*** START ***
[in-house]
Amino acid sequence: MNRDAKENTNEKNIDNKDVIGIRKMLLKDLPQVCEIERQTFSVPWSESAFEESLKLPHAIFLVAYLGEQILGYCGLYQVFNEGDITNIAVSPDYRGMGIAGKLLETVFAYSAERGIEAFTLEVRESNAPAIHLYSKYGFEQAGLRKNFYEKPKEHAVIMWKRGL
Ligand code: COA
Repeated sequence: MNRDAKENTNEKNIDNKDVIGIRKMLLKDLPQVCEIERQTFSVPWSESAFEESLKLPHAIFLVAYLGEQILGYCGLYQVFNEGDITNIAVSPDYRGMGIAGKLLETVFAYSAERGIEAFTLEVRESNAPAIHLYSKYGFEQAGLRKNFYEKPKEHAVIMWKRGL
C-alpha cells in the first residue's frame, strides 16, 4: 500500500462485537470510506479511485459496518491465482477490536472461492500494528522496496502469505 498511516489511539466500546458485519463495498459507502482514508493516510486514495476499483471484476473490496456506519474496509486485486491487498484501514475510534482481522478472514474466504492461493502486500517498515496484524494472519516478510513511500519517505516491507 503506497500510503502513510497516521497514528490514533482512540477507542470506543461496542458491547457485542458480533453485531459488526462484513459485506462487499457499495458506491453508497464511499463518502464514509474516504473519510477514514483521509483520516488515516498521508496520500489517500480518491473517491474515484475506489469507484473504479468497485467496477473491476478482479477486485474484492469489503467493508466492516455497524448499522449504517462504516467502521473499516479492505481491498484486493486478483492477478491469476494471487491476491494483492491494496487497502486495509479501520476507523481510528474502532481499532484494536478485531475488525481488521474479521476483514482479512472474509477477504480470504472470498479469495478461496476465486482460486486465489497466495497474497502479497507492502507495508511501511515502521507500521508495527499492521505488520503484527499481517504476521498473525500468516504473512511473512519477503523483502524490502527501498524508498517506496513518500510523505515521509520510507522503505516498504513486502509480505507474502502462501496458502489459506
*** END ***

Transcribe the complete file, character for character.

[in-house]
Amino acid sequence: MNRDAKENTNEKNIDNKDVIGIRKMLLKDLPQVCEIERQTFSVPWSESAFEESLKLPHAIFLVAYLGEQILGYCGLYQVFNEGDITNIAVSPDYRGMGIAGKLLETVFAYSAERGIEAFTLEVRESNAPAIHLYSKYGFEQAGLRKNFYEKPKEHAVIMWKRGL
Ligand code: COA
Repeated sequence: MNRDAKENTNEKNIDNKDVIGIRKMLLKDLPQVCEIERQTFSVPWSESAFEESLKLPHAIFLVAYLGEQILGYCGLYQVFNEGDITNIAVSPDYRGMGIAGKLLETVFAYSAERGIEAFTLEVRESNAPAIHLYSKYGFEQAGLRKNFYEKPKEHAVIMWKRGL
C-alpha cells in the first residue's frame, strides 16, 4: 500500500462485537470510506479511485459496518491465482477490536472461492500494528522496496502469505 498511516489511539466500546458485519463495498459507502482514508493516510486514495476499483471484476473490496456506519474496509486485486491487498484501514475510534482481522478472514474466504492461493502486500517498515496484524494472519516478510513511500519517505516491507 503506497500510503502513510497516521497514528490514533482512540477507542470506543461496542458491547457485542458480533453485531459488526462484513459485506462487499457499495458506491453508497464511499463518502464514509474516504473519510477514514483521509483520516488515516498521508496520500489517500480518491473517491474515484475506489469507484473504479468497485467496477473491476478482479477486485474484492469489503467493508466492516455497524448499522449504517462504516467502521473499516479492505481491498484486493486478483492477478491469476494471487491476491494483492491494496487497502486495509479501520476507523481510528474502532481499532484494536478485531475488525481488521474479521476483514482479512472474509477477504480470504472470498479469495478461496476465486482460486486465489497466495497474497502479497507492502507495508511501511515502521507500521508495527499492521505488520503484527499481517504476521498473525500468516504473512511473512519477503523483502524490502527501498524508498517506496513518500510523505515521509520510507522503505516498504513486502509480505507474502502462501496458502489459506